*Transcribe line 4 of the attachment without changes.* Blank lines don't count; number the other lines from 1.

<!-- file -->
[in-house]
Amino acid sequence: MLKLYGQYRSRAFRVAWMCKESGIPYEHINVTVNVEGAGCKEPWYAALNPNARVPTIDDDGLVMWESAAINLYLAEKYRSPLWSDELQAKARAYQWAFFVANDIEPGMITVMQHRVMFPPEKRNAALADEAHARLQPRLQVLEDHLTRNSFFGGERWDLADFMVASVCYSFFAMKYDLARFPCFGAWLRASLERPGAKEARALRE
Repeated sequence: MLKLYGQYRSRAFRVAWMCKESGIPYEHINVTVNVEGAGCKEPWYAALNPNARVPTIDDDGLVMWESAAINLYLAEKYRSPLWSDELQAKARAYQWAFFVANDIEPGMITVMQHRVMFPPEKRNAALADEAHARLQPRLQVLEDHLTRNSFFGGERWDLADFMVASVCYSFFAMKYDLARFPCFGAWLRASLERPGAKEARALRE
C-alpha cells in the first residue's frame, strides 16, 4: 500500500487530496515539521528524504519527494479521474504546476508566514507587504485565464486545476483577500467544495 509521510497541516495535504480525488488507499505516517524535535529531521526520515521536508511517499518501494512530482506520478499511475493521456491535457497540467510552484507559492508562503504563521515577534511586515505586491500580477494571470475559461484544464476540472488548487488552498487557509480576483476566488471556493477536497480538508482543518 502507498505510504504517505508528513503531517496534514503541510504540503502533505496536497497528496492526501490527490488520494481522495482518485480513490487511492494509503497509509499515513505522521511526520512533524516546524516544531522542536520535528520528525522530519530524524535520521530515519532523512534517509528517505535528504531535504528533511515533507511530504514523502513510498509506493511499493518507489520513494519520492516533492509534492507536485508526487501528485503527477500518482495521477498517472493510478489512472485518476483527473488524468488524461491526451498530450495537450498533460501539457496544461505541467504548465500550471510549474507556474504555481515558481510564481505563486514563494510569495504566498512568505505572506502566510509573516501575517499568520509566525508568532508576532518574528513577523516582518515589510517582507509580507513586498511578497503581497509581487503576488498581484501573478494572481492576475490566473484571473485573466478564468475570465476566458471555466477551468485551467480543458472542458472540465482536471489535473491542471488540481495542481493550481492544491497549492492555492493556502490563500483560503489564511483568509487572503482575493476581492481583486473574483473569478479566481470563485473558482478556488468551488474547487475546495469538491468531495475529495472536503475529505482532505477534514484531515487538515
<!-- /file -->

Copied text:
C-alpha cells in the first residue's frame, strides 16, 4: 500500500487530496515539521528524504519527494479521474504546476508566514507587504485565464486545476483577500467544495 509521510497541516495535504480525488488507499505516517524535535529531521526520515521536508511517499518501494512530482506520478499511475493521456491535457497540467510552484507559492508562503504563521515577534511586515505586491500580477494571470475559461484544464476540472488548487488552498487557509480576483476566488471556493477536497480538508482543518 502507498505510504504517505508528513503531517496534514503541510504540503502533505496536497497528496492526501490527490488520494481522495482518485480513490487511492494509503497509509499515513505522521511526520512533524516546524516544531522542536520535528520528525522530519530524524535520521530515519532523512534517509528517505535528504531535504528533511515533507511530504514523502513510498509506493511499493518507489520513494519520492516533492509534492507536485508526487501528485503527477500518482495521477498517472493510478489512472485518476483527473488524468488524461491526451498530450495537450498533460501539457496544461505541467504548465500550471510549474507556474504555481515558481510564481505563486514563494510569495504566498512568505505572506502566510509573516501575517499568520509566525508568532508576532518574528513577523516582518515589510517582507509580507513586498511578497503581497509581487503576488498581484501573478494572481492576475490566473484571473485573466478564468475570465476566458471555466477551468485551467480543458472542458472540465482536471489535473491542471488540481495542481493550481492544491497549492492555492493556502490563500483560503489564511483568509487572503482575493476581492481583486473574483473569478479566481470563485473558482478556488468551488474547487475546495469538491468531495475529495472536503475529505482532505477534514484531515487538515